By J. Mario Molina, MD
The U.S. Census Bureau recently reported that the number of uninsured Americans rose to 47 million, with nearly seven million of them living here in California. If we don’t act now to address health care reform, we face the very real possibility that our health care system will collapse under the weight of the uninsured.
Yes, our state is experiencing a health care crisis, and in a crisis, bad things happen to good people. For many, the staggering numbers of the uninsured are nothing more than statistics in the newspaper. That is, until you meet someone like my friend Charlie.
Charlie works at Roy’s Coffee Shop, a hometown institution. For 31 years he has cleared the tables, wiped down the counter and brought customers steaming cups of coffee. Not long ago, I noticed that Charlie disappeared for a couple of weeks. It turned out that he had an infected toe, not really a big deal unless you happen to be a diabetic like Charlie. When Charlie finally saw a doctor, he was hospitalized and despite receiving good care, he got worse. Eventually, his toe had to be amputated. Now that he is recovering, he received a bill for $80,000.
Charlie doesn’t make much money. He pays taxes, but he is too young for Medicare. His wife cleans houses. Together, they raised a family and bought a modest home. Now, everything Charlie and his wife have built is threatened. No insurance? How could this happen? Charlie told me that he and his family have never been seriously ill, so he decided not to buy coverage offered through his employer because the premiums were too expensive.
To some, Charlie may just be another statistic, a victim of his own choices. But the fact is Charlie is a real person, my friend, and possibly your neighbor. Charlie now worries about how he will pay his medical bills, and honorable doctors and the hospital administrator worry that they won’t be paid. He might never have lost his toe in the first place, if only he had seen a doctor sooner. Without insurance, Charlie delayed getting care and now the cost of his care is far more than if he had been treated early. But, people without insurance often put off seeking care.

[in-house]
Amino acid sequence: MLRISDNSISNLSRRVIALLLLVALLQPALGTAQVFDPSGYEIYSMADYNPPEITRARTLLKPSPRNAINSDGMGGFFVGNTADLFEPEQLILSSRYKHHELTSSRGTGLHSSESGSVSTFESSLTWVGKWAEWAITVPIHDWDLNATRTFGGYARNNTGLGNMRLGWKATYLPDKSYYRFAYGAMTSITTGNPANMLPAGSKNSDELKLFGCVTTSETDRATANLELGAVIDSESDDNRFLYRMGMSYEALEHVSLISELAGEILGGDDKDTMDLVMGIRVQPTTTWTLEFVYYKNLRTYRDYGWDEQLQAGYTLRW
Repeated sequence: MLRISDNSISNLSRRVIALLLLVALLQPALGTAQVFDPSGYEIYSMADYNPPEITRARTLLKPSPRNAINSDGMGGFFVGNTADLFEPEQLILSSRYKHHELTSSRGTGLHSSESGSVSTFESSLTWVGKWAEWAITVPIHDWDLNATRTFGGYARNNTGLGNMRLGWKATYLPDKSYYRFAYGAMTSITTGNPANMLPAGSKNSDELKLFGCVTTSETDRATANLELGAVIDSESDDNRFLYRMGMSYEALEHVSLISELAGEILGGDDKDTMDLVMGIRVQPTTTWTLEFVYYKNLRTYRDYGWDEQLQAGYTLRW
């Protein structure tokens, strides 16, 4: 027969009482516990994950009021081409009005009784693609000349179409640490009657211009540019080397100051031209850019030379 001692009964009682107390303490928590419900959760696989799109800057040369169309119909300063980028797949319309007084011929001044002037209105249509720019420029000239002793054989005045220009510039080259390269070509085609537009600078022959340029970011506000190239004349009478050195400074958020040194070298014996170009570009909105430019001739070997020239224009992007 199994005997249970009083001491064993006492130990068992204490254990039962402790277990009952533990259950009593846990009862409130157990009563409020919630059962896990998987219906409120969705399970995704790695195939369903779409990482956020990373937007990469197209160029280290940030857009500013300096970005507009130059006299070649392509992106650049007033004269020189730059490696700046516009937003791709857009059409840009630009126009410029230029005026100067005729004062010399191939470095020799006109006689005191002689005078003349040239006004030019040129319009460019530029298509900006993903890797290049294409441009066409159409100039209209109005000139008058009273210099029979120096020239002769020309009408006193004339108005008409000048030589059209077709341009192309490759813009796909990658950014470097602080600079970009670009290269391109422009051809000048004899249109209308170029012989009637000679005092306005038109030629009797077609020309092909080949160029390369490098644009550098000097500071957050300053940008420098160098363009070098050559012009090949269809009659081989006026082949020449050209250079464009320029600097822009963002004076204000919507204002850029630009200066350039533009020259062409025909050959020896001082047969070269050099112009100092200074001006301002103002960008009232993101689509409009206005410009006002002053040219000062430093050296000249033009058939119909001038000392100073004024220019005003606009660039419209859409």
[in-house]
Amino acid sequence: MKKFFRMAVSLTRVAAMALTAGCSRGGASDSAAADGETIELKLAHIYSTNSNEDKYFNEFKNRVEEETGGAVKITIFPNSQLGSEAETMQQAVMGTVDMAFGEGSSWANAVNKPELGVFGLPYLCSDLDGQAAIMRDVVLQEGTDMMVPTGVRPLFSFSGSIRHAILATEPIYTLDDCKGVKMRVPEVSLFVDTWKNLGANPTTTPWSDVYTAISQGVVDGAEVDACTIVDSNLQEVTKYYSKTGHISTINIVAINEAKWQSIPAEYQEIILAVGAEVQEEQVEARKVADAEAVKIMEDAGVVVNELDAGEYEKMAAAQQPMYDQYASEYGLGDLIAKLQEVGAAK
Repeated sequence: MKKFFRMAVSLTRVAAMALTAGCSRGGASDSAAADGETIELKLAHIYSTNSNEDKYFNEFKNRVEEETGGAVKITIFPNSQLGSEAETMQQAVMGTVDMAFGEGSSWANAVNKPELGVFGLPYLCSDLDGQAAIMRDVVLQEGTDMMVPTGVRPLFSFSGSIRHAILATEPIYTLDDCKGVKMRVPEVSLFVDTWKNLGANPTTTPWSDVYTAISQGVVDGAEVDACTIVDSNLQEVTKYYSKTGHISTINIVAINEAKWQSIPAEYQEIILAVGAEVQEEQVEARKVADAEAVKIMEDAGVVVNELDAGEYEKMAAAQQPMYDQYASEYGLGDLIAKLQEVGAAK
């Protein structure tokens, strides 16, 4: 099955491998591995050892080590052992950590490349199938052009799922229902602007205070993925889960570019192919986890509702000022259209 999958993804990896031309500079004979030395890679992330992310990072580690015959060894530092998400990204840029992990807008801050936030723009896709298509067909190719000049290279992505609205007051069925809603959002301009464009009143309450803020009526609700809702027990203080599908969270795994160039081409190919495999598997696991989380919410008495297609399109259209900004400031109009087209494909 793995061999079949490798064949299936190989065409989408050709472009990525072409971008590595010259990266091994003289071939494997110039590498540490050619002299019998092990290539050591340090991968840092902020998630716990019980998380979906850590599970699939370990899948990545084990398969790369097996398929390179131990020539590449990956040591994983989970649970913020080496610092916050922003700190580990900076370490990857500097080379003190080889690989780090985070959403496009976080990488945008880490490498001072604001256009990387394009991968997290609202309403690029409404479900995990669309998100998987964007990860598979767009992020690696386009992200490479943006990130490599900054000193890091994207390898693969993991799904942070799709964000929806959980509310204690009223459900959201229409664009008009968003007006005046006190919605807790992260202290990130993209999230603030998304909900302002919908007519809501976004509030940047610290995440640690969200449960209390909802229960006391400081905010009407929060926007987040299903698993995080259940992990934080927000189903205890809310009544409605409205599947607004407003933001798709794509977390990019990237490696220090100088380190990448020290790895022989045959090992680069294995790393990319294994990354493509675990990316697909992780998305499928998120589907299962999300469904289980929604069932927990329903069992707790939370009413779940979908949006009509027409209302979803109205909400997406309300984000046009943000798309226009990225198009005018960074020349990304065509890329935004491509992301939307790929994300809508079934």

So what are we to do to unburden our doctors and hospital and reassure the millions of people like Charlie who lack health care coverage? The solution is a sensible, equitable health care reform plan.
Any workable solution must ensure that all Californians: (1) have access to affordable coverage and (2) participate in the health care insurance program. Everyone must be covered and no one should be allowed to “opt out.” That means that insurers must agree to insure everyone at rates that are affordable in return for knowing that everyone will participate. Universal participation means that we spread the costs over all Californians. It is not unlike requiring that all drivers have car insurance. Today, a disproportionate share of health care costs fall on the insured, who then subsidize care for the uninsured. This will require more money. There is no free lunch.
The Medi-Cal and Healthy Families programs must be expanded to cover the poorest of our citizens. In order to do this, we must increase payments to doctors and hospitals. California cannot expect health care providers to bear an unfair share of the burden. Fortunately, the federal government will match what California spends on these programs, helping to cover the costs.
For those not covered by government programs, we must find other funding solutions. A number of proposals have been made. These include requiring employers that don’t offer health insurance to put aside a percentage of their payroll for a fund to provide health care subsidies for employees. Other solutions include fees assessed on doctor and hospital revenues to help cover insurance costs. Some have even proposed increasing the sales tax. Probably no single solution will bridge the funding gap on its own. Our leaders need to engage in a serious discussion right now to find a funding solution that spreads the costs across all Californians without burdening business or individually unfairly.
All of us must share in the solution. Those of us that have health insurance cannot ignore the problem any longer. If you just ask around, I am sure you can find someone you know who lacks coverage. It might even be you.
J. Mario Molina, MD is President and Chief Executive Officer of Molina Healthcare, Inc. Molina Healthcare is a managed care organization serving low income families and children that receive healthcare benefits through government programs.